Tuesday, October 29, 2002
Mold misconceptions
Scientific evidence still lacking about effects of mold on health
Gannett News Service

Since the late 1990s, concern over toxic mold has mushroomed into congressional hearings, dramatic increases in claims and lawsuits, demands for reform by the insurance and real estate industries, and growing business for those involved in testing for and cleaning up all things dark and slimy.

What's missing in many cases, experts said, are facts.
"I don't want to downplay the risks, but it's not as big a bogeyman as it's being made out," said David Ropeik, a director of risk communication and teacher at the Harvard School of Public Health's Center for Risk Analysis.

Few experts disagree that neglected molds can cause allergic reactions and set off dangerous asthma attacks in some people. Others with weakened immune systems might be at risk for lung infections.

But scientists say thousands of molds have existed on Earth for millennia. Many grow easily on wood, drywall or other food sources in damp, poorly ventilated areas. A few, such as the black mold called stachybotrys, have a reputation for causing illness or deaths.
Science has yet to prove that exposure to toxins produced by household molds is linked to mold-related allergies or vaguer symptoms such as impaired thinking.

"There is no scientific literature that can substantiate what some call a 'killer mold' or 'toxic mold,'" said Neil J. Zimmerman, an associate professor of industrial hygiene at the Purdue University School of Health Sciences and a member of an Environmental Protection Agency advisory panel on indoor air quality.

"That's not to say there aren't symptoms that you can't get from exposure to the kind of very high levels of mold that you might see in a poultry processing plant or grain silo," he said.

Prompt repairs of leaks and cleanup with soap and bleach solutions can end most problems, experts said.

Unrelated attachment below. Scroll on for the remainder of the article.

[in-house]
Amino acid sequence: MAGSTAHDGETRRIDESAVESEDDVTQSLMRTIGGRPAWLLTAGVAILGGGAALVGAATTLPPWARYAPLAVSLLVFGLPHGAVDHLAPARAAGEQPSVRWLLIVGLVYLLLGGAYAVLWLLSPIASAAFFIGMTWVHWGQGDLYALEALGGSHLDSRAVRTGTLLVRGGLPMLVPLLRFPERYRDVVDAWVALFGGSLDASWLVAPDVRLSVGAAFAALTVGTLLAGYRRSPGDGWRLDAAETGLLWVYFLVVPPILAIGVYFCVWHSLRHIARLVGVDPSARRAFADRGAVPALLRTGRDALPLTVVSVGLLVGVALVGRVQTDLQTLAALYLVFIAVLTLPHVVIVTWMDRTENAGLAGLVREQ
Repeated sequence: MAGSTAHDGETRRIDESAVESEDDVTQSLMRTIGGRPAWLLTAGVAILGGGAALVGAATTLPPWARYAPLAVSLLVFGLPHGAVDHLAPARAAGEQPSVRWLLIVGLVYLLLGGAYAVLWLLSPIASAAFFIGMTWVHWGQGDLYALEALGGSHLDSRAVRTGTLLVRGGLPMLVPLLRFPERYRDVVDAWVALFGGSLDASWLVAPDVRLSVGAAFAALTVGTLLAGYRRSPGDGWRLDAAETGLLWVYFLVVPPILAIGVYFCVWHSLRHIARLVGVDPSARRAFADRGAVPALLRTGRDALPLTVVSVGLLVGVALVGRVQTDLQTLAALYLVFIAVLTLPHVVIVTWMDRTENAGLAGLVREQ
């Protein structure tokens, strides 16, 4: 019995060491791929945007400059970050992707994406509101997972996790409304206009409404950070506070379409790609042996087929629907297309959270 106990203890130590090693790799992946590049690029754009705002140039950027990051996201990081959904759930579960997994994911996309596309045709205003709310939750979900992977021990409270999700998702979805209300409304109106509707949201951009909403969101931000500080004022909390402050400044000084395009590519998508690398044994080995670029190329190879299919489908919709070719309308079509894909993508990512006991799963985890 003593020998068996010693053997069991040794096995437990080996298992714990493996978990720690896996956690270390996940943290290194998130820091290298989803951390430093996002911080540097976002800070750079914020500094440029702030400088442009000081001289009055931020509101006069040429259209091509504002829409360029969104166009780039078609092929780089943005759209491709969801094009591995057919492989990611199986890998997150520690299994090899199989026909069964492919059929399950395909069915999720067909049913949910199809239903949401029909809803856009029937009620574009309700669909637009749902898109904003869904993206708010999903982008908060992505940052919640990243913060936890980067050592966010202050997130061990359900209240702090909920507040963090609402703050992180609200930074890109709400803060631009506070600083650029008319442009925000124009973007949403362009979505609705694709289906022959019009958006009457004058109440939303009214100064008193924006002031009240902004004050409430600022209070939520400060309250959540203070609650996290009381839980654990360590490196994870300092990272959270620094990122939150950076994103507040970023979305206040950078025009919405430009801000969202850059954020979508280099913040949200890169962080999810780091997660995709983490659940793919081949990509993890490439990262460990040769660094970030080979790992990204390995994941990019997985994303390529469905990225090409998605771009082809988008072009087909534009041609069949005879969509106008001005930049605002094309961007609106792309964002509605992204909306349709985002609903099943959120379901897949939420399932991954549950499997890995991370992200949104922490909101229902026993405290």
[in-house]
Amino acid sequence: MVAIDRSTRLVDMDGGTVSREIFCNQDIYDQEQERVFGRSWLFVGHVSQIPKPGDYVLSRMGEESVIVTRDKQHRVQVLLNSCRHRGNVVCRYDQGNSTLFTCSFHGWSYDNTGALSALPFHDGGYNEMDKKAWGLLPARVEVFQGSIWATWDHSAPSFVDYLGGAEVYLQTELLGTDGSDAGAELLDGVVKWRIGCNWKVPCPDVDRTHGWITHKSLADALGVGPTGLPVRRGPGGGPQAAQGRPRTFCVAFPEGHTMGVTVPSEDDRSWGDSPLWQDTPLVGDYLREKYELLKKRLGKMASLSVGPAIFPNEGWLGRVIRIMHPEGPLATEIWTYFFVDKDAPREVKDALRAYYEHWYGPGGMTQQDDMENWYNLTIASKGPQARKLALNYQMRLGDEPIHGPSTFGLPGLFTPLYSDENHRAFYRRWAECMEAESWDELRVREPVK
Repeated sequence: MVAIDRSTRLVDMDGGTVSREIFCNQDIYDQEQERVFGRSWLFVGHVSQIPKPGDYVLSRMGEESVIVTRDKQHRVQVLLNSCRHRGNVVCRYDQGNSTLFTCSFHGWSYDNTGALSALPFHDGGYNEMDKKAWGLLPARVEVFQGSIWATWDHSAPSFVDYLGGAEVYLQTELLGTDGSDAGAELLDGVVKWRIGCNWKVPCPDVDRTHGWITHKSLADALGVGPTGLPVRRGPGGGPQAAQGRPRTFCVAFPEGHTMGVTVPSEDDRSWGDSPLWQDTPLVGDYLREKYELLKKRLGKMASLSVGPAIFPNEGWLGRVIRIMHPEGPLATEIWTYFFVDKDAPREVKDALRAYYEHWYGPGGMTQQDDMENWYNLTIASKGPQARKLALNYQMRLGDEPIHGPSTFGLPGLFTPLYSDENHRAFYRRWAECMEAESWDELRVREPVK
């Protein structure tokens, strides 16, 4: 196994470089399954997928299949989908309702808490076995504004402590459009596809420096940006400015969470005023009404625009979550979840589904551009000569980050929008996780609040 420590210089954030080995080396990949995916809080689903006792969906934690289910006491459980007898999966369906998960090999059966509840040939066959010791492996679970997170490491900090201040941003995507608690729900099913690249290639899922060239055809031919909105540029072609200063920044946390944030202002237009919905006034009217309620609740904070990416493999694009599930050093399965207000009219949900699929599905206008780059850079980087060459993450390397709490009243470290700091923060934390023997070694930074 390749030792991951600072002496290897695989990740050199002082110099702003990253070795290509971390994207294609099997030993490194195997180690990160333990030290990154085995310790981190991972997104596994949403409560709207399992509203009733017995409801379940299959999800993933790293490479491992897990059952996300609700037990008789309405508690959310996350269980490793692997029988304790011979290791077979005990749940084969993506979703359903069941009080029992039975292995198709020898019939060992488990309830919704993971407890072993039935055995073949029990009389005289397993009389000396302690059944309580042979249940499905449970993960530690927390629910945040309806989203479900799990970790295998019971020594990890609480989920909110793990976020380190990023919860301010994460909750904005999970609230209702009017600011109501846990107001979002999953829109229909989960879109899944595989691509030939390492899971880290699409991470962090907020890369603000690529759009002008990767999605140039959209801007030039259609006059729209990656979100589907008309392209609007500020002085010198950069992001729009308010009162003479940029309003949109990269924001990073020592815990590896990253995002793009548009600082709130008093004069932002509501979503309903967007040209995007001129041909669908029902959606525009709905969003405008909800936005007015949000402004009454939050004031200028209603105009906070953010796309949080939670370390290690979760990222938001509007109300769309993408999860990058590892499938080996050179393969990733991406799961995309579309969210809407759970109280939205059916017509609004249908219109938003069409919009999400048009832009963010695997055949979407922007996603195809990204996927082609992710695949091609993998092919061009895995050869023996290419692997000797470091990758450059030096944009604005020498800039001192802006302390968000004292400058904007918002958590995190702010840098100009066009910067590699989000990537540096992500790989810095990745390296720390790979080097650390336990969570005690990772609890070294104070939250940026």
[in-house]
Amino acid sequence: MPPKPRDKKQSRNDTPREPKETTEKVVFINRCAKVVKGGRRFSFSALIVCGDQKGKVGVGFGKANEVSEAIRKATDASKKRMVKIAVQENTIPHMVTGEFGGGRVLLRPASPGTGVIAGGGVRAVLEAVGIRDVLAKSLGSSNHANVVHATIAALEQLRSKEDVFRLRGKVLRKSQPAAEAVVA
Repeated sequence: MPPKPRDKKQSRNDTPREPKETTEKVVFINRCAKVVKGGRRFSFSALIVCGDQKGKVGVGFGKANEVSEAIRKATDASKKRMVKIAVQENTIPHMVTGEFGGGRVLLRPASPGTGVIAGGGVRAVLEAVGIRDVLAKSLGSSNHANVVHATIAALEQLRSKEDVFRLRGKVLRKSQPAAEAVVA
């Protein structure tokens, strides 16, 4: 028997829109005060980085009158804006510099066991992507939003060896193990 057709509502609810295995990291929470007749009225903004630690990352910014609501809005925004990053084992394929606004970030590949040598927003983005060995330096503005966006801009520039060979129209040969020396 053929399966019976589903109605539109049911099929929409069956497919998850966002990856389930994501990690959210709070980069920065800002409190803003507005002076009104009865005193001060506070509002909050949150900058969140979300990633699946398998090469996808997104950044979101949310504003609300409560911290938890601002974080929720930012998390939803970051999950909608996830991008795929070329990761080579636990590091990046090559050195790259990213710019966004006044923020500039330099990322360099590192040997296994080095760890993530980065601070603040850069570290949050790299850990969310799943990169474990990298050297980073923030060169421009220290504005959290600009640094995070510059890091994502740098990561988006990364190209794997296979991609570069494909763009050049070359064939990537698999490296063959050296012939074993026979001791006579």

Side effects

Yet the mere threat of a mold problem can jeopardize home sales, drive up insurance costs and force building owners into costly -- and sometimes needless -- tests and cleanups, according to the Insurance Information Institute. The institute, a national lobbying and public relations agency for the insurance industry, has estimated that mold claims in the United States cost $1.2 billion in 2001.

Mold concerns account for about 100 inquiries a year to Delaware's indoor air quality health unit. A recent case in Elsmere, Del., where 650 people were given 24 hours to evacuate their condemned and mold-ridden apartment complex, was the worst ever reported to the state, said Heidi Truschel-Light, public health spokeswoman.

But Philadelphia-based attorney Douglas F. Schleicher, who represents the owners of that complex, said that officials overreacted. "It's a serious situation that needs to be dealt with, but there is no emergency," Schleicher testified.

Elsmere officials said the owners boarded up flood-damaged apartments in 1989, making them fertile ground for molds that eventually covered the walls.

Much of the debate over mold stems from attempts to link exposure to the deaths of babies hospitalized with bleeding lungs in Cleveland in 1993 and '94. The Centers for Disease Control and Prevention first found a possible connection between the deaths and exposure to stachybotrys, but follow-up studies did not, and a review later found insufficient evidence even for the initial, weak link.

Regardless of these findings, some law firms publish advertisements and maintain Web sites highlighting claims about "toxic" mold risks and soliciting clients. News accounts, Ropeik said, raise awareness of the issue while cultivating fears.

"There are risks to that fear," Ropeik said. "In our litigious society, those overreactions can be preyed upon not just by attorneys, but by overzealous journalists and overzealous indoor air quality cleaner-upper companies."

No detailed standards exist for indoor mold concentrations on surfaces or in the air. The industry operates largely without regulation of testing and cleanup operators.

Gary A. Hayes, president and owner of Middletown, Del.,-based Environmental Testing Inc., said guidelines are available despite the lack of regulations, including some from the Occupational Safety and Health Administration. Training and certification programs are on the increase, as are consumer requests for testing.

"I may actually try and talk them into fixing the problem first, spending their money on addressing what they know is a problem," Hayes said. "People need to be educated and understand the relationship, why mold occurs and the fact that you need to keep your house in good shape and minimize water damage. You don't want to let things go."


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